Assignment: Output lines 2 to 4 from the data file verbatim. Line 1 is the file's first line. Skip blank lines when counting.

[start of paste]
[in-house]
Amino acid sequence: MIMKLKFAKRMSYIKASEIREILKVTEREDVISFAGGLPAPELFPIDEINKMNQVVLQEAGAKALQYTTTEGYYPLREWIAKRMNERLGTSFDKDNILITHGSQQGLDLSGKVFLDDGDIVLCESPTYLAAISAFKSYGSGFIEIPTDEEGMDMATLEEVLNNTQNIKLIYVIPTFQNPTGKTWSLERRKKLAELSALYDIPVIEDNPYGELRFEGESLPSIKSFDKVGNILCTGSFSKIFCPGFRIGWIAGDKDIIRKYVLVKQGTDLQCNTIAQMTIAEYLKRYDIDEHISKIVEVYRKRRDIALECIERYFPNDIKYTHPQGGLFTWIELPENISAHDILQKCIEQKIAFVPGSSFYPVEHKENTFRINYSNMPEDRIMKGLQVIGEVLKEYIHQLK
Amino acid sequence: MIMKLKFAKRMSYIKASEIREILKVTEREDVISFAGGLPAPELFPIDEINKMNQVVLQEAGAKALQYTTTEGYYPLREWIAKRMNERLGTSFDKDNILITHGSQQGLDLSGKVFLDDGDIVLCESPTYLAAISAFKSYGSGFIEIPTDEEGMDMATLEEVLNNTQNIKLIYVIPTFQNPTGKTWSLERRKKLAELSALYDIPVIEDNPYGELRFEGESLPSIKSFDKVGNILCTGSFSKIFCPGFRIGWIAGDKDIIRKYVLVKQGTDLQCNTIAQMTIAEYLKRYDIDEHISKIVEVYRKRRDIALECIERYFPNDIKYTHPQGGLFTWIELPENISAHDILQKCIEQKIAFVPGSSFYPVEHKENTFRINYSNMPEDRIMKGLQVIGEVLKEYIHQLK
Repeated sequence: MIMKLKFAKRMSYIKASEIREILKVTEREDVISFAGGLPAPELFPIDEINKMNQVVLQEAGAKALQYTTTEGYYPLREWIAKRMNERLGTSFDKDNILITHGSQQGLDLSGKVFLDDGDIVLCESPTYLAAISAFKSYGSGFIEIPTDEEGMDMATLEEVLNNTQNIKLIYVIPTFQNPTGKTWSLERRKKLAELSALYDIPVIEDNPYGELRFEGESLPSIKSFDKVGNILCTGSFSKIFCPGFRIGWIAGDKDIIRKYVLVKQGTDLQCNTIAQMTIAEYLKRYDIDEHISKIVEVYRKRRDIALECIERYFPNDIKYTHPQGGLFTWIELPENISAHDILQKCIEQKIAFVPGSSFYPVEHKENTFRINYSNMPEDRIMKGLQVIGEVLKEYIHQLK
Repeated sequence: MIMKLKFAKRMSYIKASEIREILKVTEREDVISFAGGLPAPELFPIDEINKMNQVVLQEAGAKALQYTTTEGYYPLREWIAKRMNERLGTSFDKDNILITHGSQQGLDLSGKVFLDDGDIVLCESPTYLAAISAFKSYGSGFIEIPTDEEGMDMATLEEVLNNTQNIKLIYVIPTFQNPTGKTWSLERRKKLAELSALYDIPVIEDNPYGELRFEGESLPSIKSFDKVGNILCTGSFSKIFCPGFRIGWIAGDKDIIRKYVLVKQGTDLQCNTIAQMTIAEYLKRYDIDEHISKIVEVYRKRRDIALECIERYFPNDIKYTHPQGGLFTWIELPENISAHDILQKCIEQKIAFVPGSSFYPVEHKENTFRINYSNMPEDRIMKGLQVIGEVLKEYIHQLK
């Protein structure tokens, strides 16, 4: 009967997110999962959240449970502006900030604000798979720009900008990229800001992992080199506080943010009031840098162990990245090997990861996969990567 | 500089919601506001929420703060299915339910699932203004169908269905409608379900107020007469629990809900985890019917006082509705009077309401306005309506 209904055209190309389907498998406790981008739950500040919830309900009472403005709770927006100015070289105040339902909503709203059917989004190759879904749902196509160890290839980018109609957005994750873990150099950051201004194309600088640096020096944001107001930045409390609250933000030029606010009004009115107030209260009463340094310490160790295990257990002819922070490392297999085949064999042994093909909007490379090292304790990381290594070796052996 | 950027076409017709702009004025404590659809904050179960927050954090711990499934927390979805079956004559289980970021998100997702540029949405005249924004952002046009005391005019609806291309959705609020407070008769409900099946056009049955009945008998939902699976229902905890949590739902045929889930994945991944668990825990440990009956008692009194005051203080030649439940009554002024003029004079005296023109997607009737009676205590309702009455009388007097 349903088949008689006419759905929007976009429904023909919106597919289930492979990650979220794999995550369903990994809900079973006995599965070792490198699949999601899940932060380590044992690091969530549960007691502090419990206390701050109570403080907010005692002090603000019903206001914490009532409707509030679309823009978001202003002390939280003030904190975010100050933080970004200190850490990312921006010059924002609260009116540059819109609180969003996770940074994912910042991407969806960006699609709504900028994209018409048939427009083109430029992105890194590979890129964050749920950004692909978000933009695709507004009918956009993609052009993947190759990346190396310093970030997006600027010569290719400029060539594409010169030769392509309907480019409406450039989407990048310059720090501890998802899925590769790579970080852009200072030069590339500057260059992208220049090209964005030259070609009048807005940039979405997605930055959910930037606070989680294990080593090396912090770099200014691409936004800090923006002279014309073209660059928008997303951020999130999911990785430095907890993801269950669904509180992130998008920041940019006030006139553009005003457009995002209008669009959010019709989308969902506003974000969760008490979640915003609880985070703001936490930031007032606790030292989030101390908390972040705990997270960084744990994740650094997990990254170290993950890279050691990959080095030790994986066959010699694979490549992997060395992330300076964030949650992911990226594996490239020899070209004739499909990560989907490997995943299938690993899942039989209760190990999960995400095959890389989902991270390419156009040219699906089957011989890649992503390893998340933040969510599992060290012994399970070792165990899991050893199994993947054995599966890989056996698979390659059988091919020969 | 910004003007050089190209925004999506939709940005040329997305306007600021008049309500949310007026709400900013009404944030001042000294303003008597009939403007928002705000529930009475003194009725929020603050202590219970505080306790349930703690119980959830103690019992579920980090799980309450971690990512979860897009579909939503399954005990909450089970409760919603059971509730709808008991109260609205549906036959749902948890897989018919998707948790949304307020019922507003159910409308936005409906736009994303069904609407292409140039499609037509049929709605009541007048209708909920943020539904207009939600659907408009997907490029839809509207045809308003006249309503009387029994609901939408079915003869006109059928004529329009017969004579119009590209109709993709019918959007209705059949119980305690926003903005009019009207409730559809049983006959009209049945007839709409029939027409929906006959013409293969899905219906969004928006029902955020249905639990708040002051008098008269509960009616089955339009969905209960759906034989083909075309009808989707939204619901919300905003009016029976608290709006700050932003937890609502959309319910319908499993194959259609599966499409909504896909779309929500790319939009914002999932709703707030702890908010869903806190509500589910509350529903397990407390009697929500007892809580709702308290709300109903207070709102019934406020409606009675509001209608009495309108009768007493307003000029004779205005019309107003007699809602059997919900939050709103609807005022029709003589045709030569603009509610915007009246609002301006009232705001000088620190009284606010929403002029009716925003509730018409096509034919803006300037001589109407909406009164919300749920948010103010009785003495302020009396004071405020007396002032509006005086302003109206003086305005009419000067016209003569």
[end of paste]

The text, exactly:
Amino acid sequence: MIMKLKFAKRMSYIKASEIREILKVTEREDVISFAGGLPAPELFPIDEINKMNQVVLQEAGAKALQYTTTEGYYPLREWIAKRMNERLGTSFDKDNILITHGSQQGLDLSGKVFLDDGDIVLCESPTYLAAISAFKSYGSGFIEIPTDEEGMDMATLEEVLNNTQNIKLIYVIPTFQNPTGKTWSLERRKKLAELSALYDIPVIEDNPYGELRFEGESLPSIKSFDKVGNILCTGSFSKIFCPGFRIGWIAGDKDIIRKYVLVKQGTDLQCNTIAQMTIAEYLKRYDIDEHISKIVEVYRKRRDIALECIERYFPNDIKYTHPQGGLFTWIELPENISAHDILQKCIEQKIAFVPGSSFYPVEHKENTFRINYSNMPEDRIMKGLQVIGEVLKEYIHQLK
Amino acid sequence: MIMKLKFAKRMSYIKASEIREILKVTEREDVISFAGGLPAPELFPIDEINKMNQVVLQEAGAKALQYTTTEGYYPLREWIAKRMNERLGTSFDKDNILITHGSQQGLDLSGKVFLDDGDIVLCESPTYLAAISAFKSYGSGFIEIPTDEEGMDMATLEEVLNNTQNIKLIYVIPTFQNPTGKTWSLERRKKLAELSALYDIPVIEDNPYGELRFEGESLPSIKSFDKVGNILCTGSFSKIFCPGFRIGWIAGDKDIIRKYVLVKQGTDLQCNTIAQMTIAEYLKRYDIDEHISKIVEVYRKRRDIALECIERYFPNDIKYTHPQGGLFTWIELPENISAHDILQKCIEQKIAFVPGSSFYPVEHKENTFRINYSNMPEDRIMKGLQVIGEVLKEYIHQLK
Repeated sequence: MIMKLKFAKRMSYIKASEIREILKVTEREDVISFAGGLPAPELFPIDEINKMNQVVLQEAGAKALQYTTTEGYYPLREWIAKRMNERLGTSFDKDNILITHGSQQGLDLSGKVFLDDGDIVLCESPTYLAAISAFKSYGSGFIEIPTDEEGMDMATLEEVLNNTQNIKLIYVIPTFQNPTGKTWSLERRKKLAELSALYDIPVIEDNPYGELRFEGESLPSIKSFDKVGNILCTGSFSKIFCPGFRIGWIAGDKDIIRKYVLVKQGTDLQCNTIAQMTIAEYLKRYDIDEHISKIVEVYRKRRDIALECIERYFPNDIKYTHPQGGLFTWIELPENISAHDILQKCIEQKIAFVPGSSFYPVEHKENTFRINYSNMPEDRIMKGLQVIGEVLKEYIHQLK